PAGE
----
What Is Orthostatic Hypertension? - MCR Health

What Is Orthostatic Hypertension?

Did you know that the Centers for Disease Control and Prevention (CDC) cites heart disease as the leading cause of death in the United States? Heart attacks and strokes are well known, but there are other diseases that go untreated. One such disease is orthostatic hypertension. 

In this article, you will learn all about orthostatic hypertension including, the symptoms, risk factors, and also give some ways to improve blood pressure readings. 

What Is Orthostatic Hypertension?

The Mayo Clinic describes orthostatic hypertension as a type of low blood pressure that happens when sitting or lying down, then increases upon standing, causing a sensation of lightheadedness. A person with orthostatic hypertension can also sometimes faint as a result.

This condition can often be acute, meaning there are simple explanations like dehydration or prolonged bed rest. In most cases, this isn’t any cause for alarm, as it passes after a bit. 

However, some people experience repeated episodes, which can indicate another medical condition. If patients are concerned, they should seek medical treatment for more evaluation in order to determine if a heart condition is the cause of the persistent episodes of lightheadedness.  

The diagnosis of a heart condition can be scary, however, there are several symptoms that are associated with orthostatic hypertension.  

Symptoms of Orthostatic Hypertension

The American Heart Association lists a few common symptoms of low blood pressure. 

  • Dizziness 
  • Lightheadedness
  • Blurred vision
  • Weakness
  • Cold, clammy, pale skin
  • Rapid, shallow breathing
  • Fatigue
  • Depression 
  • Fatigue
  • Headache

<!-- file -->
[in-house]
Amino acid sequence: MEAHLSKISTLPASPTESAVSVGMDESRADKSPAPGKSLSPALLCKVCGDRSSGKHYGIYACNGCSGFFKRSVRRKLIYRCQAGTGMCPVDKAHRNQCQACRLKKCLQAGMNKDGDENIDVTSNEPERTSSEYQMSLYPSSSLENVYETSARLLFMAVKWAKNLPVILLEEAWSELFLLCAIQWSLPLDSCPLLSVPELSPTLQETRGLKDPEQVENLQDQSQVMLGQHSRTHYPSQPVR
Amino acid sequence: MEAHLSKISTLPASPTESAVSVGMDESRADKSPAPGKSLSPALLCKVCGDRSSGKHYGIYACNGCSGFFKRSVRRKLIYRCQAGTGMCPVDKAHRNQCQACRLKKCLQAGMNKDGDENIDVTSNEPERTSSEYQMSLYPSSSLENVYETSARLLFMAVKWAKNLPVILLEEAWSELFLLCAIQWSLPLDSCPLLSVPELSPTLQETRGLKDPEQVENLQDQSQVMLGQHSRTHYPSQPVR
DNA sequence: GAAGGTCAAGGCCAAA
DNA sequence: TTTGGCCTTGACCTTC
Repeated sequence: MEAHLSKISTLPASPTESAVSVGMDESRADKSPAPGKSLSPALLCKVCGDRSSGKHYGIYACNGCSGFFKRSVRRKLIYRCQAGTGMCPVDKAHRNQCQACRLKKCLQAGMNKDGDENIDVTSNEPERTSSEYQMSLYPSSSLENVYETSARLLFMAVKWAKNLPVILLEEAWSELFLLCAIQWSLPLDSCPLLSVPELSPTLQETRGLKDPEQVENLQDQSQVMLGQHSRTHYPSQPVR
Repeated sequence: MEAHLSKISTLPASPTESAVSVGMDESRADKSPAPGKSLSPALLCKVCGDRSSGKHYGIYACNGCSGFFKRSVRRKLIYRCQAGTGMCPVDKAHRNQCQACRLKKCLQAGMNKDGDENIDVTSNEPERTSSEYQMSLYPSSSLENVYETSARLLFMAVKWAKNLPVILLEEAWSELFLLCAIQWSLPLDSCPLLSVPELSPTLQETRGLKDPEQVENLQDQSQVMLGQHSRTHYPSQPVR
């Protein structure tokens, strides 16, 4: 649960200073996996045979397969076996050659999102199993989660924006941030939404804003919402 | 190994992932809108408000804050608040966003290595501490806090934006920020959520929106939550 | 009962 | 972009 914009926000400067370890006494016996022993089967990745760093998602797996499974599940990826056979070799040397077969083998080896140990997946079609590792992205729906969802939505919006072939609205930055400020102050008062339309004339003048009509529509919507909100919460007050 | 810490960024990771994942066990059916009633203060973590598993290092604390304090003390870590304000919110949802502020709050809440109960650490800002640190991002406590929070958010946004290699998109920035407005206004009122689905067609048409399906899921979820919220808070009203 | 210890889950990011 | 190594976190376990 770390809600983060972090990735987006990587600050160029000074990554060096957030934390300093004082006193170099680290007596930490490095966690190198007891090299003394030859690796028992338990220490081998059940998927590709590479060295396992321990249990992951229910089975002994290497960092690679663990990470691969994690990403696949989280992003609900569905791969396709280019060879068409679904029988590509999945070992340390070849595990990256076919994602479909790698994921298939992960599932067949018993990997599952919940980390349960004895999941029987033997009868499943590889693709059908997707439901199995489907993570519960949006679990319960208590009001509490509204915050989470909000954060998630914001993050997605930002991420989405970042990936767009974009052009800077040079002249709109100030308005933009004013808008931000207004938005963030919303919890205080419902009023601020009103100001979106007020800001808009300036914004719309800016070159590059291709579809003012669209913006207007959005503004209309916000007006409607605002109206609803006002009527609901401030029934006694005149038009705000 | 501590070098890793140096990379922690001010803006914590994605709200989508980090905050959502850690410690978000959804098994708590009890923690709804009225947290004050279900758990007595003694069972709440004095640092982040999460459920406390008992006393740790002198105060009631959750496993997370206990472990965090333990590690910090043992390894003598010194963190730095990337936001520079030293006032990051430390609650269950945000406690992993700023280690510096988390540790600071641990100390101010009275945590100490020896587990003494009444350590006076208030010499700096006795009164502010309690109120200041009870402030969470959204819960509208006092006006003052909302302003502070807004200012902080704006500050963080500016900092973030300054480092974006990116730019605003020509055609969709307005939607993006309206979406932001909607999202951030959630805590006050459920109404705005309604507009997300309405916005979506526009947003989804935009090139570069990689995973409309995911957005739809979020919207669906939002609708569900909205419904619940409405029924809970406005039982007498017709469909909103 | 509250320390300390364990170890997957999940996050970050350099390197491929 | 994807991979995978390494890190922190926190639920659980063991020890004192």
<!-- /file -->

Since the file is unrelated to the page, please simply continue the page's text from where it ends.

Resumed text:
If these symptoms occur only occasionally, there is often no need to worry. But for patients who experience these symptoms frequently, a medical evaluation is recommended to determine whether low blood pressure is to blame.

Thankfully, there are several known associated risk factors that may increase an individual’s risk of developing orthostatic hypertension. 

Risk Factors 

The Mayo Clinic outlines several risk factors that have been known to increase the chance of orthostatic hypertension developing in some people:  

  • Age: The condition is more common in adults over the age of 65. As a result of aging. As people get older sometimes medication for conditions can be needed to treat another condition. 
  • Medication: Certain medications may cause low blood pressure as a side effect while working to help provide treatment for another condition. 
  • Certain diseases: Some diseases likeheart valve problems, heart attack, and heart failure; certain nervous system disorders, such as Parkinson’s disease can develop orthostatic hypertension. 
  • Heat exposure: Sweating can lead to dehydration, which results in a drop in blood pressure. Although sweating is normal, it is important for the body to remain hydrated and return to normal as soon as possible. Another harmless action to be mindful of is prolonged resting.  
  • Laying in bed: Prolonged rest can change blood pressure, and standing up suddenly can result in lightheadedness. For those who are unwell, bed rest may be beneficial. Expectant mothers, for example, may feel inclined to spend more time resting. 
  • Pregnancy: The circulatory system expands causing the volume of blood to shift, changing blood pressure. However, after birth, blood pressure often returns to normal. Pregnancy lasts several months. One condition that can last over 9 months and lead to other health complications is drinking. 
  • Alcohol: Consumption of alcohol can increase the risk of developing orthostatic hypertension.